"Or maybe it'll get worse and the orstitii" — that's Mermese for the council or parliament — "will insist I continue my education Below, and my parents will agree because they won't understand why it's such a big deal that I study on land next year." It's not like they know I want to share my college experience with Clay; they don't even know that he remembers who I am. "After all, in their minds, I could go to a human college anytime." Now that all Mer have our immortality back, I could go a hundred times. But Clay can't.
His thoughts must drift to the same place mine do — what it means that he's human and I'm not — because his hands stop moving on my shoulders as his gaze grows unfocused. I don't know what to say to comfort him, so I tilt my head against his hand.
"Well," he says, and I can practically hear him muster his optimism, "that's why we have to find a way to make Project Mud work."
I came up with the name. 'Cause what happens when you put clay in water? It turns into mud, get it? Okay, so it's not the sexiest code name ever, but it makes me laugh.
With my head still tilted, I look up at him, at the hopeful smile on his face, and I don't have the heart to remind him that I've been researching every day for over a month — since the very first day he asked me — and I'm no closer to finding a spell that will make him Mer. My stomach churns. I haven't even found so much as a mention of it being possible to turn a human into a Merperson.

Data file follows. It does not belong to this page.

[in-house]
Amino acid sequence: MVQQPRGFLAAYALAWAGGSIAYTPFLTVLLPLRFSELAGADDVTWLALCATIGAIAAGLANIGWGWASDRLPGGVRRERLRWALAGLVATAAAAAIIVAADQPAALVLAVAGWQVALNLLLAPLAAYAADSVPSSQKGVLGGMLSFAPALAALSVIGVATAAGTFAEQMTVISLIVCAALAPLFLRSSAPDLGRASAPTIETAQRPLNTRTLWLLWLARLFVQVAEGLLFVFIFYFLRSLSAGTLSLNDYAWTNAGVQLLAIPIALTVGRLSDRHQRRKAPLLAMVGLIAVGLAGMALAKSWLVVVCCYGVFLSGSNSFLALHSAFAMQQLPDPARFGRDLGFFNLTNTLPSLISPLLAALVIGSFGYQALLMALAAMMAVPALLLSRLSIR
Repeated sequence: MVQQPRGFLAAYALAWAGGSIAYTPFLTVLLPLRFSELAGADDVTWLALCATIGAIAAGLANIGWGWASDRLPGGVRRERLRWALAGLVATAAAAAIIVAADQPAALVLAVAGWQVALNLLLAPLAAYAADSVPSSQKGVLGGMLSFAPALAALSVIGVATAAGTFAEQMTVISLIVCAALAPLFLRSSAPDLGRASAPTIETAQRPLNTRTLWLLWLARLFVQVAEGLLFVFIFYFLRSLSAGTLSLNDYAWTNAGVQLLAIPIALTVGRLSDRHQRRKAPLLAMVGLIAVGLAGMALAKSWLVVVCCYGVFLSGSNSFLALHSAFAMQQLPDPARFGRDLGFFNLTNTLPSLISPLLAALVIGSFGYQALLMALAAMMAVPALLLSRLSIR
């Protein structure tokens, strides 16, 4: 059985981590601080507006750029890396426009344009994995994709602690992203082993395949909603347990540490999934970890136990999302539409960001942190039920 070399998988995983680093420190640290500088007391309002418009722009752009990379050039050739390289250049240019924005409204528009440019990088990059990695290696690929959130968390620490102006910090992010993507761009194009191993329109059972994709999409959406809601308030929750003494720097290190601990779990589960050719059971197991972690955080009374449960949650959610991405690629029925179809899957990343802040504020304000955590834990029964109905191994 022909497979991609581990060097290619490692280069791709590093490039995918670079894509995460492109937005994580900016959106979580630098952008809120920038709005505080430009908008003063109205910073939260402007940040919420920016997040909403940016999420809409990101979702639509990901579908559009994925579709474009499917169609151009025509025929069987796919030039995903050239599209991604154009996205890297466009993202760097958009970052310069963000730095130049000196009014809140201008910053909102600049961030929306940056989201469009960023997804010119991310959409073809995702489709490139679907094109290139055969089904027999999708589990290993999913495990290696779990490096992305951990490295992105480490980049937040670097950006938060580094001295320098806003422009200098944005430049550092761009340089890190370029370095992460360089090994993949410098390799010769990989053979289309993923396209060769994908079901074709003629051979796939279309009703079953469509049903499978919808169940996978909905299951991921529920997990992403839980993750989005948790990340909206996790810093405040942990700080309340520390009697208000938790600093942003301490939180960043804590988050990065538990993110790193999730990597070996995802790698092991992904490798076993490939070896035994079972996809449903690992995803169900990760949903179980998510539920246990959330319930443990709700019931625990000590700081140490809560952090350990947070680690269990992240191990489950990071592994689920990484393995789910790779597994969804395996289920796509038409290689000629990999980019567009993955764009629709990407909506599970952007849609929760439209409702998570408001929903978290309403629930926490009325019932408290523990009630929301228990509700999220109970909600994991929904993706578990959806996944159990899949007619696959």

But the hope shining on Clay's face ... "We'll find a way," I say, conjuring up a small smile for him. We will. We will.
As I rally my hope, his seems to fade, his expression turning pensive. "Better finish your apps," he says, voice distant and distracted. He drops a kiss on the top of my head, then retreats to the pile of blankets on the floor. He submitted the last of his applications a week ago, so now he picks up a book on film composer Hans Zimmer, but a few minutes later he's staring at nothing instead of turning pages, lost in thought again. When he catches me watching him, he nods toward my laptop screen. "You got this, Nautilus."
I face forward in my chair. Time to focus. I'm the kind of kid who's always turned her homework in on time, so it's hard for me to believe I missed the deadline for the UCs and for some merit scholarships. I was too busy studying advanced magic at a Mermaid boarding school on a remote island out in the Pacific, getting Clay his memories back, and stopping a group of sirens intent on brainwashing countless humans with evil magic. That has merit too, so I refuse to feel bad. But it does mean I can cross UCLA, UC Santa Barbara, UC Long Beach, and all the rest off my list. I won't miss out on any more schools.
Now that I finally have some quality time with my laptop, I go to the box marked "Major" and scroll down to select "Undeclared." Unlike my sisters, who have always known what they wanted to study, I still don't. I threw around the idea of studying marine bio because I thought if I learned more about the ocean I might figure out more about myself and how I connect to it. But if I majored in bio, it would be more because it's the expected choice than because it's what I'm passionate about. To be honest, I don't know what I'm passionate about yet. Noooo idea.